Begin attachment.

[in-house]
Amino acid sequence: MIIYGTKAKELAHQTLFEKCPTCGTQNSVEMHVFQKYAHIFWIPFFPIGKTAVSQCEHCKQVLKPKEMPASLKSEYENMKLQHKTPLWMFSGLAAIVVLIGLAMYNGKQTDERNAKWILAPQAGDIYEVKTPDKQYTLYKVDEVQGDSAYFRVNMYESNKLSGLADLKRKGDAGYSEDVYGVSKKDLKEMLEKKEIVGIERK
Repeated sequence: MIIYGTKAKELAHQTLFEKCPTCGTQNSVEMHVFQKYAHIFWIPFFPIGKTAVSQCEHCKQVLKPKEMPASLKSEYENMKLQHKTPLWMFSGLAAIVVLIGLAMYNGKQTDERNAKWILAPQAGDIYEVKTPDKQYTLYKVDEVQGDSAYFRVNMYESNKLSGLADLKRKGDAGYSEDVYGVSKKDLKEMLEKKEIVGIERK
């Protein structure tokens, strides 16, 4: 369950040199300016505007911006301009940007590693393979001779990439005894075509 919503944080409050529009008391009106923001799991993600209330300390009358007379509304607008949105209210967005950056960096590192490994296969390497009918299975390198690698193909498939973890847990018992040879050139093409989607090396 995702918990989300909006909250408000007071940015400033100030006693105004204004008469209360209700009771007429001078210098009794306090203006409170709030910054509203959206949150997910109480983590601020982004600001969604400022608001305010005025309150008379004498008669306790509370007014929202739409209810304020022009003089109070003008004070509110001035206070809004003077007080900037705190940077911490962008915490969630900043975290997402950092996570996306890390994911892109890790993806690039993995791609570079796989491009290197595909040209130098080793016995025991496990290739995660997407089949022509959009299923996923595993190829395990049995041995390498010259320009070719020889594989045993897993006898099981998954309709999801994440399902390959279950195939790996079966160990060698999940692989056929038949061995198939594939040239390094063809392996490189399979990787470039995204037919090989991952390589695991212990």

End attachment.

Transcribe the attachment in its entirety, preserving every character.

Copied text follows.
[in-house]
Amino acid sequence: MIIYGTKAKELAHQTLFEKCPTCGTQNSVEMHVFQKYAHIFWIPFFPIGKTAVSQCEHCKQVLKPKEMPASLKSEYENMKLQHKTPLWMFSGLAAIVVLIGLAMYNGKQTDERNAKWILAPQAGDIYEVKTPDKQYTLYKVDEVQGDSAYFRVNMYESNKLSGLADLKRKGDAGYSEDVYGVSKKDLKEMLEKKEIVGIERK
Repeated sequence: MIIYGTKAKELAHQTLFEKCPTCGTQNSVEMHVFQKYAHIFWIPFFPIGKTAVSQCEHCKQVLKPKEMPASLKSEYENMKLQHKTPLWMFSGLAAIVVLIGLAMYNGKQTDERNAKWILAPQAGDIYEVKTPDKQYTLYKVDEVQGDSAYFRVNMYESNKLSGLADLKRKGDAGYSEDVYGVSKKDLKEMLEKKEIVGIERK
């Protein structure tokens, strides 16, 4: 369950040199300016505007911006301009940007590693393979001779990439005894075509 919503944080409050529009008391009106923001799991993600209330300390009358007379509304607008949105209210967005950056960096590192490994296969390497009918299975390198690698193909498939973890847990018992040879050139093409989607090396 995702918990989300909006909250408000007071940015400033100030006693105004204004008469209360209700009771007429001078210098009794306090203006409170709030910054509203959206949150997910109480983590601020982004600001969604400022608001305010005025309150008379004498008669306790509370007014929202739409209810304020022009003089109070003008004070509110001035206070809004003077007080900037705190940077911490962008915490969630900043975290997402950092996570996306890390994911892109890790993806690039993995791609570079796989491009290197595909040209130098080793016995025991496990290739995660997407089949022509959009299923996923595993190829395990049995041995390498010259320009070719020889594989045993897993006898099981998954309709999801994440399902390959279950195939790996079966160990060698999940692989056929038949061995198939594939040239390094063809392996490189399979990787470039995204037919090989991952390589695991212990």